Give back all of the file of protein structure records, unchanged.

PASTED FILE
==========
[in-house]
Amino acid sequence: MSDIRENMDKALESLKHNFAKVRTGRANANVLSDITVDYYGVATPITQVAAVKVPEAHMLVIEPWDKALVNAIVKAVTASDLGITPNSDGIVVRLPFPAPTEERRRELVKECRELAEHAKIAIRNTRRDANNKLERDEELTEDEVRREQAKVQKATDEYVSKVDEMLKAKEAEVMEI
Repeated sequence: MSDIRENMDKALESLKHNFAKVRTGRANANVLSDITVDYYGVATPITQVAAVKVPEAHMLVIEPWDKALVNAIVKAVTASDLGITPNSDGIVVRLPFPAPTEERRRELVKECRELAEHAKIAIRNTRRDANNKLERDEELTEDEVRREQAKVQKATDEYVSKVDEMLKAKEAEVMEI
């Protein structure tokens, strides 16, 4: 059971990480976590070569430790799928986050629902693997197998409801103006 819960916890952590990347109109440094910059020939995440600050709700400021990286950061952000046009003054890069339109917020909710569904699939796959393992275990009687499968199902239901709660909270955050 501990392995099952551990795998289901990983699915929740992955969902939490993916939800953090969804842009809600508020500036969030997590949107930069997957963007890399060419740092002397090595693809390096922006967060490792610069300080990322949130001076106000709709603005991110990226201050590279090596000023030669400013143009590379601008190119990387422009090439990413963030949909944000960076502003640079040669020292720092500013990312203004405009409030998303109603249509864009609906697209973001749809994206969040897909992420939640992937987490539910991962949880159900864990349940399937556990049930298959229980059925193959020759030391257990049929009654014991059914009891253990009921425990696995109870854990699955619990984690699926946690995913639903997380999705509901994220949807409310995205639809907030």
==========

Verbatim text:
[in-house]
Amino acid sequence: MSDIRENMDKALESLKHNFAKVRTGRANANVLSDITVDYYGVATPITQVAAVKVPEAHMLVIEPWDKALVNAIVKAVTASDLGITPNSDGIVVRLPFPAPTEERRRELVKECRELAEHAKIAIRNTRRDANNKLERDEELTEDEVRREQAKVQKATDEYVSKVDEMLKAKEAEVMEI
Repeated sequence: MSDIRENMDKALESLKHNFAKVRTGRANANVLSDITVDYYGVATPITQVAAVKVPEAHMLVIEPWDKALVNAIVKAVTASDLGITPNSDGIVVRLPFPAPTEERRRELVKECRELAEHAKIAIRNTRRDANNKLERDEELTEDEVRREQAKVQKATDEYVSKVDEMLKAKEAEVMEI
């Protein structure tokens, strides 16, 4: 059971990480976590070569430790799928986050629902693997197998409801103006 819960916890952590990347109109440094910059020939995440600050709700400021990286950061952000046009003054890069339109917020909710569904699939796959393992275990009687499968199902239901709660909270955050 501990392995099952551990795998289901990983699915929740992955969902939490993916939800953090969804842009809600508020500036969030997590949107930069997957963007890399060419740092002397090595693809390096922006967060490792610069300080990322949130001076106000709709603005991110990226201050590279090596000023030669400013143009590379601008190119990387422009090439990413963030949909944000960076502003640079040669020292720092500013990312203004405009409030998303109603249509864009609906697209973001749809994206969040897909992420939640992937987490539910991962949880159900864990349940399937556990049930298959229980059925193959020759030391257990049929009654014991059914009891253990009921425990696995109870854990699955619990984690699926946690995913639903997380999705509901994220949807409310995205639809907030």